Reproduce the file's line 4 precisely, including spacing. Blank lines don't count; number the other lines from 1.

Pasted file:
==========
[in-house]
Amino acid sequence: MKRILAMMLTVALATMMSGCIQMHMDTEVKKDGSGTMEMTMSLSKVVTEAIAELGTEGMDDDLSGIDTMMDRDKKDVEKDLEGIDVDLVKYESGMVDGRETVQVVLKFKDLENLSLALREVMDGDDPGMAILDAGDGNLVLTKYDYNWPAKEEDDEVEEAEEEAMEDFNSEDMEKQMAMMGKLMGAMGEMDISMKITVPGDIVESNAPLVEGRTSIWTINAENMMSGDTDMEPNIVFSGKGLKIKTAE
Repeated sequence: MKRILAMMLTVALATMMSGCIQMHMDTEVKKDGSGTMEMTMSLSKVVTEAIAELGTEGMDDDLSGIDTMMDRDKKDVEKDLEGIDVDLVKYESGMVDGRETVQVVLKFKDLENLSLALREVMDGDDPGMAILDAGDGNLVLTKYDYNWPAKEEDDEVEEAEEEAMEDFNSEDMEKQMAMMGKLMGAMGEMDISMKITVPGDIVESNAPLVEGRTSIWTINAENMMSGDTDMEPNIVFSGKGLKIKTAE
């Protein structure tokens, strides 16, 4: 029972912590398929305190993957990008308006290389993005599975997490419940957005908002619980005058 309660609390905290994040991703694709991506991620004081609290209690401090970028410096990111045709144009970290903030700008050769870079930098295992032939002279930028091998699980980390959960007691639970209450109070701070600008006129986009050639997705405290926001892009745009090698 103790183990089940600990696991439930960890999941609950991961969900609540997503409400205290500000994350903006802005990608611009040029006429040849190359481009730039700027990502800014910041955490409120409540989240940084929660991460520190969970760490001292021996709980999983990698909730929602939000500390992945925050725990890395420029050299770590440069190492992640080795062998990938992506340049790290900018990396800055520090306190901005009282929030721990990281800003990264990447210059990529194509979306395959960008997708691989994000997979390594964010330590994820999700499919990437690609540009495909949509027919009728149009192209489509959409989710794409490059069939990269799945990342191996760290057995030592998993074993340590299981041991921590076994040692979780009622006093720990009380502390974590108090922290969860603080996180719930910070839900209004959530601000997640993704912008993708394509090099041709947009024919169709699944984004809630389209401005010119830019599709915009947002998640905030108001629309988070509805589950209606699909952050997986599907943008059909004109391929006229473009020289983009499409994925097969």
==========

């Protein structure tokens, strides 16, 4: 029972912590398929305190993957990008308006290389993005599975997490419940957005908002619980005058 309660609390905290994040991703694709991506991620004081609290209690401090970028410096990111045709144009970290903030700008050769870079930098295992032939002279930028091998699980980390959960007691639970209450109070701070600008006129986009050639997705405290926001892009745009090698 103790183990089940600990696991439930960890999941609950991961969900609540997503409400205290500000994350903006802005990608611009040029006429040849190359481009730039700027990502800014910041955490409120409540989240940084929660991460520190969970760490001292021996709980999983990698909730929602939000500390992945925050725990890395420029050299770590440069190492992640080795062998990938992506340049790290900018990396800055520090306190901005009282929030721990990281800003990264990447210059990529194509979306395959960008997708691989994000997979390594964010330590994820999700499919990437690609540009495909949509027919009728149009192209489509959409989710794409490059069939990269799945990342191996760290057995030592998993074993340590299981041991921590076994040692979780009622006093720990009380502390974590108090922290969860603080996180719930910070839900209004959530601000997640993704912008993708394509090099041709947009024919169709699944984004809630389209401005010119830019599709915009947002998640905030108001629309988070509805589950209606699909952050997986599907943008059909004109391929006229473009020289983009499409994925097969």